By David Clucas
Sportsman’s Warehouse (Nasdaq:SPWH) CEO John Schaefer sees nothing but upside to the Republican victory in the recent U.S. elections, despite the irony that the previous eight years with a Democrat in the White House greatly improved firearm sales, a key part of the retailer’s business.
That boost in sales was largely credited to the fear of greater gun-control laws, a fear now reduced with Republicans gaining control of the White House, Senate and House. That has some predicting a decline in gun sales ahead.
But Schaefer told investors November 17 he’s confident the firearm market will remain healthy.
“With the election uncertainty behind us now, we believe a Republican White House and Congress is a positive for both our company and for the shooting sports industry, as gun legislation fears should be alleviated, setting the stage for continued steady growth in firearms,” he said on the company’s quarterly conference call.
Schaefer said any surge in gun sales tends to come before the election, which it did about a week before. Furthermore, looking beyond fear, he claimed the boost in gun sales over the past years has gotten more people involved in shooting sports.
“All those people that joined became first-time purchasers in 2012 and into 2013 … it is clear that those people are really now buying their second, third and fourth firearm, as they get comfortable with techniques of shooting both a handgun and a long rifle, and become interested in the different types of calibers of rifles, the different types of make-ups of rifles, whether it be a bolt-action rifle or a modern sporting rifle,” Schaefer said. “So they’re starting to act like longer-term buyers in the shooting sports. And I think that bodes really well for the industry on a go-forward basis, just from an organic growth standpoint.”
Schaefer also addressed the pending merger between two of Sportsman’s Warehouse’s biggest competitors, Cabela’s and Bass Pro Shops, saying it will be an opportunity for his business due to the likelihood of little store growth coming from the other two.
“Given the approximately 40-percent store overlap in a 50-mile radius that these companies have, we believe the near-term focus will be elimination or repurposing of owned real estate, which can be highly distracting and a significant impediment to new incremental store growth,” Schaefer said. Sportsman’s Warehouse, in the meantime, added 11 stores in 2016 for a total of 75 in 20 states, with an additional three new stores announced for early 2017.
Schaefer added: “Lastly, the resulting size of the combined entity, and its position as a highly leveraged private company, we believe will cause caution in the vendor community and increase the appetite for vendors to expand merchandising efforts with other players, such as ourselves, to offset this increased risk.”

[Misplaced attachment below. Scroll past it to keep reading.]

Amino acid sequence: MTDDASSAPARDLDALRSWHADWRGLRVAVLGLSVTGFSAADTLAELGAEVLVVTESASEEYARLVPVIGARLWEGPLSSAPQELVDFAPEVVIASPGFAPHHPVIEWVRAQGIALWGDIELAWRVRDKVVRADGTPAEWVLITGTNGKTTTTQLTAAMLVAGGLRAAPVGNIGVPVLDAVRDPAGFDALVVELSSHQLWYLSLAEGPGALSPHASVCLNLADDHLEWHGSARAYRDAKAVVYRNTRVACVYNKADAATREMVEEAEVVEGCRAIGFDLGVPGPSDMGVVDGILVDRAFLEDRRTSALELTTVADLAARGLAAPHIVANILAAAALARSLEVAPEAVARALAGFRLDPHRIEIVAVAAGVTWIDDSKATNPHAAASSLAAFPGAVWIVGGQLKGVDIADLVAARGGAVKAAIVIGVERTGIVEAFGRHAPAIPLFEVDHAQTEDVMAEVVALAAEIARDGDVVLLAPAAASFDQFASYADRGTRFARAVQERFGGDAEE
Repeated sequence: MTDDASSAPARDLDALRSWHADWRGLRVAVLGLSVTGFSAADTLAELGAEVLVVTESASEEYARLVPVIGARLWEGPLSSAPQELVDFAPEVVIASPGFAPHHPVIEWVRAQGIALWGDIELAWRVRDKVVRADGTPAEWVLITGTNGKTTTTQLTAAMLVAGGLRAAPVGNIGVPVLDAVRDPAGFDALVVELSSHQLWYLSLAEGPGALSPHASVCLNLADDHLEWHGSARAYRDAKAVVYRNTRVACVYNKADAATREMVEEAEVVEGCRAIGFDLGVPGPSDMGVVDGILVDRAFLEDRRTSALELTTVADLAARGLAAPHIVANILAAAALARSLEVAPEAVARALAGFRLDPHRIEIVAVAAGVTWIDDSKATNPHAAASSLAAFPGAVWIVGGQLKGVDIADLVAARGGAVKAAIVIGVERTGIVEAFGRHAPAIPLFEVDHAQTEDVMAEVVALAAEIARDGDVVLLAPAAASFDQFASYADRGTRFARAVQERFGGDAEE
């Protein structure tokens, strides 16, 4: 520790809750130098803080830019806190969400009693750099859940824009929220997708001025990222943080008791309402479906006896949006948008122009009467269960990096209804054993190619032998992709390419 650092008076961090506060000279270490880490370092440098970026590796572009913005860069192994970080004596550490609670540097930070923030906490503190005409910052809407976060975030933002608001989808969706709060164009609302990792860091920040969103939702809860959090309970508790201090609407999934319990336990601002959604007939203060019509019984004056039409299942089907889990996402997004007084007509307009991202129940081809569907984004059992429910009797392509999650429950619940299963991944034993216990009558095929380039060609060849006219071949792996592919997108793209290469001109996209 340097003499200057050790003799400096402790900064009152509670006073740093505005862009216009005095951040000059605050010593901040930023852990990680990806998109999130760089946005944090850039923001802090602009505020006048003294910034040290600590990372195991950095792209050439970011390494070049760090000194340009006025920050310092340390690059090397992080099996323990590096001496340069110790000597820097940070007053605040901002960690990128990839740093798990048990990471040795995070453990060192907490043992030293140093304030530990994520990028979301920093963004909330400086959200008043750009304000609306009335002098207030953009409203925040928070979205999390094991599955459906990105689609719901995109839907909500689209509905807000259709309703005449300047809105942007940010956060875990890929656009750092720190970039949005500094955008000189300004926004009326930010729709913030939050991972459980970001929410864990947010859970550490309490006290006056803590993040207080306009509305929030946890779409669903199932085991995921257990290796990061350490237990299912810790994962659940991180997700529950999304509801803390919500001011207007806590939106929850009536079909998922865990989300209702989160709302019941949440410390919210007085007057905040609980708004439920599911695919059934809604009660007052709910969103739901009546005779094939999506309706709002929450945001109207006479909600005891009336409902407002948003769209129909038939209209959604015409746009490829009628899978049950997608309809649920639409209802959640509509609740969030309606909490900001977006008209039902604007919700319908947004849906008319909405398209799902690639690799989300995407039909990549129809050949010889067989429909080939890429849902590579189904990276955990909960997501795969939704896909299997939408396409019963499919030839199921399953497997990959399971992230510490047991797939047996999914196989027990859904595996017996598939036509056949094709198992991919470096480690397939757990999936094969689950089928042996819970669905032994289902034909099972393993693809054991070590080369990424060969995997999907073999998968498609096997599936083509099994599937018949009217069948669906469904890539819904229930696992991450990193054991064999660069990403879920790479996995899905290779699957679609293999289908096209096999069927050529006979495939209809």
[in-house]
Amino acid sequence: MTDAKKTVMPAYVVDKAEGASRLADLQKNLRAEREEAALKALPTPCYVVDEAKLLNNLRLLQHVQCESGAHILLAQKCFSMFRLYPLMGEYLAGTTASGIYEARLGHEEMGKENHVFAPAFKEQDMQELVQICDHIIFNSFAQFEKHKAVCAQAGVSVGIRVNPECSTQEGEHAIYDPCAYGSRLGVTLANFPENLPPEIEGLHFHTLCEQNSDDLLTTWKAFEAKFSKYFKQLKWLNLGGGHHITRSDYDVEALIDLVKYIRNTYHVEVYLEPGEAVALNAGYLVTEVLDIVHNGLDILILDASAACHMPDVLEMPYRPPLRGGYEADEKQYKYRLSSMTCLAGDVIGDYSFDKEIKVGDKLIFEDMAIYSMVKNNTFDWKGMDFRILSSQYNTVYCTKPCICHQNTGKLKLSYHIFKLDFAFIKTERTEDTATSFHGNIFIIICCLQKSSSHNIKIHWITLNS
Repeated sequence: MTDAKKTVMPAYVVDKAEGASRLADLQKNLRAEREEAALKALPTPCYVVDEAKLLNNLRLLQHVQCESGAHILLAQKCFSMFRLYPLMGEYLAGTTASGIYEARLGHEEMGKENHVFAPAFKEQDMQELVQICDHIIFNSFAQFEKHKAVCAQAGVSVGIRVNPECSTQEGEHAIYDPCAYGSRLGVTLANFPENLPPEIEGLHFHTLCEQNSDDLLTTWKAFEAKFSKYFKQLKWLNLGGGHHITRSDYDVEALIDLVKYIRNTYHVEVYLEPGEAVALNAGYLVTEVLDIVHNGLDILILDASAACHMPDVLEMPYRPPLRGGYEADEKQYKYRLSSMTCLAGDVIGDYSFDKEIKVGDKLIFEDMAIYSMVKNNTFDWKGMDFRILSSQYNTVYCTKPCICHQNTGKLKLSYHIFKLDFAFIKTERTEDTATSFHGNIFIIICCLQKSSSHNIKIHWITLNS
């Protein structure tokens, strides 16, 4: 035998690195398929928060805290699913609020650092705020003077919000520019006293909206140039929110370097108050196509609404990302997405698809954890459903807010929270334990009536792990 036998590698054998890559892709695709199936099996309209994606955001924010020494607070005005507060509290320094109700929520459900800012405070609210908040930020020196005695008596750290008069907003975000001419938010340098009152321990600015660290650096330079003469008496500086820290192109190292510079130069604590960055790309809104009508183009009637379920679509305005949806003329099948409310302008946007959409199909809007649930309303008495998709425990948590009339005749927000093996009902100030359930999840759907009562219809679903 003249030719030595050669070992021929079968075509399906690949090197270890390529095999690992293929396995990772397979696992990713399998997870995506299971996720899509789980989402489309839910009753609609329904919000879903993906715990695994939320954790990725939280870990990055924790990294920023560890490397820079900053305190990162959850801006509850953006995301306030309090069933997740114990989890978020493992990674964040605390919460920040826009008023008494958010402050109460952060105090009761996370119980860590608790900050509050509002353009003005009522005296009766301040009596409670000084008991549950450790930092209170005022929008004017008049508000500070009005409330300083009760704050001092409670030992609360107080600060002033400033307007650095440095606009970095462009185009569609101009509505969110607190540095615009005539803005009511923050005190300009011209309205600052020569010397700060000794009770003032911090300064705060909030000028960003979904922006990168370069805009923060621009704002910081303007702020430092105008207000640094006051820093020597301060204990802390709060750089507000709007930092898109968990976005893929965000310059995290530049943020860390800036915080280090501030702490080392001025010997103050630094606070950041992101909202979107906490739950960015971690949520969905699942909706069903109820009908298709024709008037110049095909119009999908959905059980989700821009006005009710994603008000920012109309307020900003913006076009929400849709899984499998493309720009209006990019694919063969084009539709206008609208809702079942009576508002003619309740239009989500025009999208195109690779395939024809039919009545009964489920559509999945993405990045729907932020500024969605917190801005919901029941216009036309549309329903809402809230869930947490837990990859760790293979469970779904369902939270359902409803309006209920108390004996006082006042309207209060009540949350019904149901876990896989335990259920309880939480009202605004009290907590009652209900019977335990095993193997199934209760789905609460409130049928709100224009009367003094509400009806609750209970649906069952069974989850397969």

On the financial front, Sportsman’s Warehouse reported earnings for the latest third quarter within its guidance. Same-store sales grew 2.1 percent on total sales growth of 13 percent to $217.2 million. Firearm sales were up 21.1 percent, outpacing NICS data (national background check figures) of up 17 percent.
Both clothing and apparel sales turned positive on the same-store basis with gains of 5.2 percent and 2.4 percent, respectively, during the third quarter. And also from a same-store sales comparison, average ticket order and customer conversation rates were up. Accessory, optics and camping sales were the callout weaknesses during the quarter.
Despite the overall favorable figures, gross margin as a percentage of sales slipped 40 basis points to 34.2 percent, largely on the growth of firearms and ammunition sales, whose margins are smaller than clothing and footwear, officials said. SG&A expenses remained flat at 24.7 percent. Net income for the quarter came in at $10.5 million, or 25 cents per diluted share, versus a net income of $9.5 million, or 23 cents per diluted share, a year ago.
As of October 29, 2016, the end of its fiscal third quarter, ending inventory was $304 million, as compared to $253.9 million at the same date a year ago. Most of that increase is from new stores as, on a per-store basis, inventory increased by only 2.2 percent.
Future Initiatives And Forecast
Company officials said the business remains committed to its store-growth plan, with an annual square-footage growth rate of 10 percent for the next few years. Its three newly announced stores include locations in Yuma, AZ, Eureka, CA and Henderson, NV.
And while it’s focused on driving consumers to its physical stores (the company claims 30 percent of its merchandise either cannot be found or is very hard to find elsewhere online from competitors), it will also make e-commerce investments. One recent change online that drove traffic was the posting of its gun assortment online. Buyers can browse on the site but must still purchase in store due to federal regulations.
Looking ahead, Sportsman’s Warehouse officials narrowed the company’s revenue and earnings ranges without any significant moves up or down. Fourth-quarter sales are now projected between $230 million and $235 million, with same-store sales coming in between a 1 percent gain and a 1 percent loss. Fourth-quarter earnings per diluted share are slated between 27 cents and 30 cents.
For the full year, sales are expected between $789 million and $794 million, with same-store sales projected between flat and up 2 percent.
Photo courtesy Sportsman’s Warehouse